“The problem with young doctors,” a GP supervisor of mine used to say, “is not that they don’t know enough or even that haven’t doctored enough – it’s that they haven’t lived enough.”
By “lived”, he wasn’t referring to going bungy jumping in New Zealand – unless of course that particular experience had resulted in being in traction with multiple fractures. He preferred to employ doctors with lived experience of being ill or injured, of having children and, preferably, of caring for a beloved parent or grandparent in an aged care facility as well. He wanted doctors who really understood what it was like to be a patient and/or the loved one of a patient. To him, a personal health record was far more important than a professional one.
The transformation of doctors by personal illness or tragedy is not an uncommon narrative. Hollywood has used variations of this plot numerous times in films like The Doctor (1991). On the small screen, many a Grey’s Anatomy, House or Chicago Hope doc has been forever changed by a personal brush with cancer/trauma/addiction/leprosy.
Albeit without the glamour of a Dr McDreamy standing by, I too have been profoundly shaped professionally by personal illness and the loss of loved ones. These experiences have taught me things that years of medical training did not.
Physical illness has taught me why patients need patience. Experiencing days when it feels like I’m trying to walk up the down escalator has brought home to me why people with chronic illness can get so drained doing “routine” things.
My most valuable lessons though, have come from seeing my loved ones suffer, and from being the one left behind and thus coming to the realisation that a patient’s death is not the end of the story.
As an intern, in 2000, I lost my then partner, Adam, to testicular cancer. At such an early stage in my career, as a medical student and then a very junior doctor, watching a loved one struggle with and ultimately lose his battle against an incurable disease was particularly influential in my development as physician.
I learned firsthand that treating cancer is so much more than trying to cure. That it’s more than trying to alleviate symptoms when cure is not possible. I discovered that it is about how whatever life left is lived, and ultimately, how one dies. This philosophy sat comfortably with me and helped me help countless patients over the years.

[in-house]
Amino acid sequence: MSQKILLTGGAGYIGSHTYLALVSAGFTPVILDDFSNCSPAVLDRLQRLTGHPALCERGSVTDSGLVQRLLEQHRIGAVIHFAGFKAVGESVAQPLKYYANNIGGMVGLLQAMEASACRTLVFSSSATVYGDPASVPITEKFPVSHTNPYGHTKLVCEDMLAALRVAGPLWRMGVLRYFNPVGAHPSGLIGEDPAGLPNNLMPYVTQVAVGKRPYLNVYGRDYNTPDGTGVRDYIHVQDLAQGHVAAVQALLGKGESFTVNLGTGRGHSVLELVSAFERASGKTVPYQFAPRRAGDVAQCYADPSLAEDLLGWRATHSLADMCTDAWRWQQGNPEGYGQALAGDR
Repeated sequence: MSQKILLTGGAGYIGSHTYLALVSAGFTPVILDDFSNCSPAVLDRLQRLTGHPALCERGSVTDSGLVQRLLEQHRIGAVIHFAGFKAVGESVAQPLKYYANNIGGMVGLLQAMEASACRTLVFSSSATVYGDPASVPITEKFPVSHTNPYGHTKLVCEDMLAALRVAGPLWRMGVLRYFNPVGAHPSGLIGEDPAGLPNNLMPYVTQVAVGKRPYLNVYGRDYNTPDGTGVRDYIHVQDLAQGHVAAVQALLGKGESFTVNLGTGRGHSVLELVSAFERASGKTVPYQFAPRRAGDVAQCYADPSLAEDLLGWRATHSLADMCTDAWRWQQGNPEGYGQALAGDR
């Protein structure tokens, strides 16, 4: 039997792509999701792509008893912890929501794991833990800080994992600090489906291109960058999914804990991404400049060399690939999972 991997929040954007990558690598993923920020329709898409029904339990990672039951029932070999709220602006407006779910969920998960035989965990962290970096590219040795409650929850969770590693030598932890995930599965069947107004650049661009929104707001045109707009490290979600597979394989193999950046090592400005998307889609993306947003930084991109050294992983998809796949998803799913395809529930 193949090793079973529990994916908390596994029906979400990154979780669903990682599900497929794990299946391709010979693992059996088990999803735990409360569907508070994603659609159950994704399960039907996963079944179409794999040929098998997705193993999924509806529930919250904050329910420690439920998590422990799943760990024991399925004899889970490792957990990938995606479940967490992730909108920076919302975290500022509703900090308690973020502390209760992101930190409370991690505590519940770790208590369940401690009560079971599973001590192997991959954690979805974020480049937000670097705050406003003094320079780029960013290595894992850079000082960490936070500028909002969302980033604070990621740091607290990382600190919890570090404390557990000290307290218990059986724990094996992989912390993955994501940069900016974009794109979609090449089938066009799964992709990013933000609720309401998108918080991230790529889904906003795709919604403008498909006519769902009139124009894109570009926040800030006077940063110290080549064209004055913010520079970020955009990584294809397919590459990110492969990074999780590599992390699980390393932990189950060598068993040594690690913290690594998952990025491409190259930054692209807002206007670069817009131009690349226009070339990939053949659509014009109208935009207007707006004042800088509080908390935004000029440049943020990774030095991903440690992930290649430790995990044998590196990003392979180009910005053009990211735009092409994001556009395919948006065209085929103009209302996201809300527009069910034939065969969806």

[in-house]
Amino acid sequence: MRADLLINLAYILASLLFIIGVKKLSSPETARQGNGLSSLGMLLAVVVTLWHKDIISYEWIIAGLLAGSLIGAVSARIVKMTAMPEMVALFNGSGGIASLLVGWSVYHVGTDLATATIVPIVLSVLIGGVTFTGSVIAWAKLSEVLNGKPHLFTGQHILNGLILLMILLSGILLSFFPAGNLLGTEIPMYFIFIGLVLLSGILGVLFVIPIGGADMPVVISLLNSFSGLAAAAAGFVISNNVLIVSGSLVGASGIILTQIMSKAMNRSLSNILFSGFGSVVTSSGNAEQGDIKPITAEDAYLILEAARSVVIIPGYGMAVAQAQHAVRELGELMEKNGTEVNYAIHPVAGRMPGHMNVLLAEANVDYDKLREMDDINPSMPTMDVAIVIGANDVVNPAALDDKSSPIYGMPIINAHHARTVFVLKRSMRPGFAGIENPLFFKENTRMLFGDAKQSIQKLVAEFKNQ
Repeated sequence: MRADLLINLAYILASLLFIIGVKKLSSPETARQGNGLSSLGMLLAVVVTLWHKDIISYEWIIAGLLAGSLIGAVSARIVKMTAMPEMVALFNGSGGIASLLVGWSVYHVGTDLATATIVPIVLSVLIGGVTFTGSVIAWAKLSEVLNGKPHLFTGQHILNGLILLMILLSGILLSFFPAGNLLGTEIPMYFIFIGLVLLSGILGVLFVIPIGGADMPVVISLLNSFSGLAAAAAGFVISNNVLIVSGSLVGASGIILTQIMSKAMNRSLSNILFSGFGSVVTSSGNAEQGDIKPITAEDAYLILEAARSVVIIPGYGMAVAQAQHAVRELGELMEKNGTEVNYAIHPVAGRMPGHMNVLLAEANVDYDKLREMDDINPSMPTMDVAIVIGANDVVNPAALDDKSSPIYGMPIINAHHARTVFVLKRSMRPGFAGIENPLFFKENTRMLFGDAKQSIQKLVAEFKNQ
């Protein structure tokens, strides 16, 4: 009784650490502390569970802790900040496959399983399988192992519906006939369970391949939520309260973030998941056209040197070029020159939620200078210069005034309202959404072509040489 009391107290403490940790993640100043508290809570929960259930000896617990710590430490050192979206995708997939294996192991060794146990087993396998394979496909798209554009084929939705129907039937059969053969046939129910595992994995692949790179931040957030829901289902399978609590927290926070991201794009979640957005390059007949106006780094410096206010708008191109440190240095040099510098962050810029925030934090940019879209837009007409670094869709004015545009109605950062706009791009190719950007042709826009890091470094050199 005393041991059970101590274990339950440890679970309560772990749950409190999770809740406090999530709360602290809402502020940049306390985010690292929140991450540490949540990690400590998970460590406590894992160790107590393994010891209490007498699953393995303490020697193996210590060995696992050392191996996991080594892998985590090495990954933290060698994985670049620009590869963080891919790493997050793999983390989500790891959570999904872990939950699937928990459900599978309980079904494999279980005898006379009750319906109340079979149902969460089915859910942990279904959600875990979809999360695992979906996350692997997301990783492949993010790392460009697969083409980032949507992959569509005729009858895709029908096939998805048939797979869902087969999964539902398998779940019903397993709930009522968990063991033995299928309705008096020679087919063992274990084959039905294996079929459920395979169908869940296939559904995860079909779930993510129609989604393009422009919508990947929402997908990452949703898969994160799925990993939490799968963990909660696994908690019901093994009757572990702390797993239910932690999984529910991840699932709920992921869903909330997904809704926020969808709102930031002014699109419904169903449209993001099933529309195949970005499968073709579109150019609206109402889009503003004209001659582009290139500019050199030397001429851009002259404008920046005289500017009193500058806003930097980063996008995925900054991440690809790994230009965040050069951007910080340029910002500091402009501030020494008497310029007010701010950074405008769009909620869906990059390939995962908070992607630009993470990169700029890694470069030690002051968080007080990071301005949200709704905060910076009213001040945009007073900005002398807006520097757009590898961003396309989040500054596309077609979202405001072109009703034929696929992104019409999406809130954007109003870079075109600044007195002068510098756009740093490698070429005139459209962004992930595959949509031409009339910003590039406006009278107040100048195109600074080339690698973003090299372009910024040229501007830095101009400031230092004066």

Much as I loved and respected Adam’s mother, I didn’t really understand her response at the time. She was in the “chance of cure at any cost” camp, wanting any treatment which had even the remotest possibility of success. This drive persisted even when it became painfully obvious to me and to Adam’s treating doctors that cure was impossible, and that Adam’s aggressive treatment regimens were causing terrible suffering.
But now I get it. I understand now how maternal love can be so powerful that it overwhelms intellect, logic and fiscal responsibility. For I too became a mother… and lost a child.
In December 2014, my only child, Amalie, died of neonatal sepsis. It had taken me 9 years and 5 miscarriages to meet her, and our time together was tragically short but will be forever treasured.
When she was in the NICU, fighting for her life, I would have given anything to see her pull through. In those frightening moments, no treatment would have been too extreme, no cost too great.
I thought I understood intellectually why the death of a child is so devastating for a parent. Now I understand it viscerally, and realise that I had no idea what it is really like.
It is too recent and the emotions are too raw for me to incorporate this “lived experience” into my clinical practice in a meaningful way right now. But I will. As I have done before.
Adam and Amalie have made me a better doctor. They’ve made me a better person. I owe them so much. I can’t pay them back but I am, and will be, paying it forwards.
I think my old GP supervisor would be proud.
First published in Medical Observer, 24th April 2015